An an aside, I trace my confusion here to a view point of relating "gaseous air" to "liquid air" much as I relate "steam" to "water" (and we all know that ENERGY must to supplied to "liquid water" to convert it into a gaseous water (steam) so as to provide useful work. Where is my rationale breaking down here?

      Thanks for any help.


      On Aug 23, 2013, at 3:36 AM, Gabor Dobos <dobosg001@...>wrote:


      On 2013-08-22 16:10, Doug wrote:
      "Why not just use compressed air?"

      The reason is very simple. In the first approximation if you have a gas bottle full with p= 200 bar compressed air, upon expanding it isothermally to p= 1 bar, then the end-volume of the gas will be about 200 times the volume of the bottle. In the case of liquid air the end-volume will be about 700 times the volume of the bottle. That is, the volumetric energy density of liquid air is several times that of the compressed air. Therefore, compressed air as fuel is acceptable for short distances, and only a compressor is needed to produce the fuel. Therefore, in a depo it maybe an acceptable or even advantageous solution (no exhaust gases, quickly rechargeable compared to batteries, e.t.c.) But for a car the energy quantity that can be put in a „tank” is far not enough .

      Continued and discussion of the topic in detail see in the DSUTWP forum soon.


    • dougselsam
      Joe As a witness to the seldom-seen phenomenon of Angel Hair falling from the sky I am onboard with balloon spiders migrating by floating silk strands. Was
      Message 47 of 47 , Sep 12, 2013


        As a witness to the seldom-seen phenomenon of "Angel Hair" falling from the sky I am onboard with balloon spiders migrating by floating silk strands.  Was this ever in question by anyone, anywhere?  One more time you try and change the subject.  I'm beginning to lose faith in all you guys.  I thought you were a genius but you are sounding more and more just "out to lunch" with every new post.  It is interesting to read your statement that "Kiteboarding is sailing with kite power".  OMG I bother to stop and read that?

        Is that some new revelation?  Could anyone argue with that statement?  I mean why state the obvious over and over?  There's no new information in your post.  I'm trying to figure out what you're really saying.  Sounds like the same old clap-trap:  Kites can pull things through water, you COULD add a propeller and generator, power whatever, blah blah blah.  (if you weren;t busy all day on the internet) 

        I'd reply with this:

        If you guys think windsurfing is Airborne Wind Energy in the sense intended here, why not follow through and start covering windsurfing as a serious topic here?  There must be windsurfing news every day, right? 

        It seems like you guys just pull this stuff out of your butts when confronted with the fact that nobody is generating a single useful Watt using airborne wind energy and the fact that there is no reason this should be so, except none of us are actually doing anything about it, but instead we sit here on the internet arguing about word definitions.  Oh and all the well-funded teams insist on pursuing misguided efforts that lead nowhere but pulling kite strings.  Wow a kite can pull.  yeah I think I might have noticed that at 5 years old.  We're supposed to get smarter as we get older not stuck at a 5-year-old's mentality for life.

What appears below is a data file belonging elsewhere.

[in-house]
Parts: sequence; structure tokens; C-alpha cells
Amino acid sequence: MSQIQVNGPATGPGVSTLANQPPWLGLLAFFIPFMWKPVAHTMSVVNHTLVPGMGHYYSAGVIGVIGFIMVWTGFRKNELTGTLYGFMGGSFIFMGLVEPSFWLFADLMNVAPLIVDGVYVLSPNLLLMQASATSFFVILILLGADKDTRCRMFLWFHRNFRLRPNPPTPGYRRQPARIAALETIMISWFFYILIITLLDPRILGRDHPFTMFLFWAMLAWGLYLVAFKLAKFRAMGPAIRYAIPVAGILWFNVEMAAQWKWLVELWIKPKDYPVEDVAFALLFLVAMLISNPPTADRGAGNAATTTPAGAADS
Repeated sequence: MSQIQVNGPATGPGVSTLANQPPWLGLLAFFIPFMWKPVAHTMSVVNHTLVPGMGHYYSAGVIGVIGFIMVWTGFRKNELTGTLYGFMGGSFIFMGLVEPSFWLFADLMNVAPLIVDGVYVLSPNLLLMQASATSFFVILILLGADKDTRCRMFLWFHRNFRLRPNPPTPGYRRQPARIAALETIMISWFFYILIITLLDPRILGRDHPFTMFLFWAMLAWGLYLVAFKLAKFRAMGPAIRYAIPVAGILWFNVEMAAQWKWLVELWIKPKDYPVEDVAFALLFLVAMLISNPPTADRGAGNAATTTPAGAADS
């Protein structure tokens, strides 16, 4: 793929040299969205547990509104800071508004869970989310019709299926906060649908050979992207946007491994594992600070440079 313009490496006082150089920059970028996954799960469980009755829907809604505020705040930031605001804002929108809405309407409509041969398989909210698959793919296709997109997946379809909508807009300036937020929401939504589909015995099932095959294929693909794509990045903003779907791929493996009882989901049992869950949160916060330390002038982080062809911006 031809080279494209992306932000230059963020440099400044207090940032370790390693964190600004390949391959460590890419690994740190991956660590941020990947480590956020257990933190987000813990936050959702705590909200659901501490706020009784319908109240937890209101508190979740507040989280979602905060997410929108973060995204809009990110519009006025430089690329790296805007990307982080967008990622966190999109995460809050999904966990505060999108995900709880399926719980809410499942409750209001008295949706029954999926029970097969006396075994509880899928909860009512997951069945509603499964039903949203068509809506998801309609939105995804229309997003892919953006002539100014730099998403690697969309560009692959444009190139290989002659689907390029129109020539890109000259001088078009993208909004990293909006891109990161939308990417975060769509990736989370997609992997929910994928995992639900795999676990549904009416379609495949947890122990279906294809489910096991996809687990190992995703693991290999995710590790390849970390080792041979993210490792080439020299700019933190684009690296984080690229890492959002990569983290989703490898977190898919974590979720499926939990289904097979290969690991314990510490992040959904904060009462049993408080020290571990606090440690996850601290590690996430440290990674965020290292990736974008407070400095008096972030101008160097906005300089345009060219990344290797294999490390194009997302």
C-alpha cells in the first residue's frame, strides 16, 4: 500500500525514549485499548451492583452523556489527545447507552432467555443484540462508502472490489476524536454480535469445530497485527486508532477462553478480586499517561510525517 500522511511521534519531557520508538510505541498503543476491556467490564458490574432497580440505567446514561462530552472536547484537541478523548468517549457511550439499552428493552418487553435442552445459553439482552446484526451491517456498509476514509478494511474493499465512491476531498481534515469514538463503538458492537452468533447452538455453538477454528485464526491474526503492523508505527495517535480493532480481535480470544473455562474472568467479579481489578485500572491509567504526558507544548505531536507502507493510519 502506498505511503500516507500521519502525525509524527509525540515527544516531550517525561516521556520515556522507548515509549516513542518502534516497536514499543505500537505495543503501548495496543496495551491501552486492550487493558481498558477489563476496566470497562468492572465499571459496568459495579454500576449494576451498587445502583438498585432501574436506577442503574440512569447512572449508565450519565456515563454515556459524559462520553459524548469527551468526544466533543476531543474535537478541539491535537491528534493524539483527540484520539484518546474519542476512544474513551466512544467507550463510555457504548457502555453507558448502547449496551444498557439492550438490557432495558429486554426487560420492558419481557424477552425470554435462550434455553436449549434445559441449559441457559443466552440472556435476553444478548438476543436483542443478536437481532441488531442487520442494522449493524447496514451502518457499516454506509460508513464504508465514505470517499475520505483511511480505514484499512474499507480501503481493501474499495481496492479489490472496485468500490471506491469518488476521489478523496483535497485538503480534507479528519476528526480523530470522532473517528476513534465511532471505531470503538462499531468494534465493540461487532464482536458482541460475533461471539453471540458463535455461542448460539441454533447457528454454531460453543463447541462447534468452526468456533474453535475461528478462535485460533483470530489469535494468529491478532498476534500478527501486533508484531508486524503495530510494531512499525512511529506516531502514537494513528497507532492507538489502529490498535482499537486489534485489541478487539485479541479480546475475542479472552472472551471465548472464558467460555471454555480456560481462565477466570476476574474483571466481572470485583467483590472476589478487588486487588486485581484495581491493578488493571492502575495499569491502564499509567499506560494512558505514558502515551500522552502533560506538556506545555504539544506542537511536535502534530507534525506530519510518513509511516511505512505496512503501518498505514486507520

"Well Doug you are so wrong because technically-speaking, this-or-that mundane and long-known activity COULD be SAID to be a FORM of airborne wind energy."

        Hay you're not grasping a straws or anything are you?

        Wow we have ANOTHER Einstein - an Einstein a day keeps any progress away!

        My response is "Great, according to you, airborne wind energy is a mature art, practiced for thousands of years, so why keep talking about it as though it's new or even interesting?"  Is not a spinnaker a flying sail?  Why don't you guys devote a lot of time discussing spinnakers?  I mean, technically-speaking, they COULD be SAID to be AWE, right?  And isn't that all that seems to matter according to your posts?  Words?  Isn;t that all we're talking about here, empty words masquerading as progress?

        I've got a couple more GREAT EXCUSES for you guys:

        1) Existing sailplanes already practice airborne wind energy - they use the energy of the wind in the sky to glide around.

        2) Flying kites IS airborne wind energy since it takes energy to keep a kite aloft and that energy is provided by the wind and it takes place supported by the air.

        So there you go - all we have to do is keep redefining words and we can find more and more instances of AWE being thousands of years old.  I guess  we don;t need to build anything since AWE is such an old ann established art by our ever-evolving suite of new word definitions.  Are you guys sure you don;t work for the government?  I mean this is getting pretty illogical.  Word definitions - maybe you should work on writing dictionaries instead of pursuing scientific progress and new engineering.

        My further response is if someone is going to do wind energy in the sky it will need to go beyond arguing about word definitions to try and qualify simple boring 1000-year-old activities as the sought-after breakthrough.

        --- In AirborneWindEnergy@yahoogroups.com, <airbornewindenergy@yahoogroups.com> wrote:

        Kiteboarding is sailing with kite power. Body-dragging with body as the paravane (water kite) is kite sailing Tens of thousands of trips using kite sailing in tiny-to-nil-sized "hull" are made each day on earth ... and the count is rising. Even these systems have the option of adding hydro turbines in the system to charge electrical batteries. The option of adding flygen or also solar-energy-conversion surfaces to the wing set is present. And for specified long-distance travel all such system parts may be tweaked to provide energy to feed warming, electrically dependent instruments and tools, visibility signalling, potable-water machines, and more. Such tiny world is not the most tiny available for kite systems that convert the upper winds gifts to task achievements. Ask the spiders that kite-sail across oceans.  .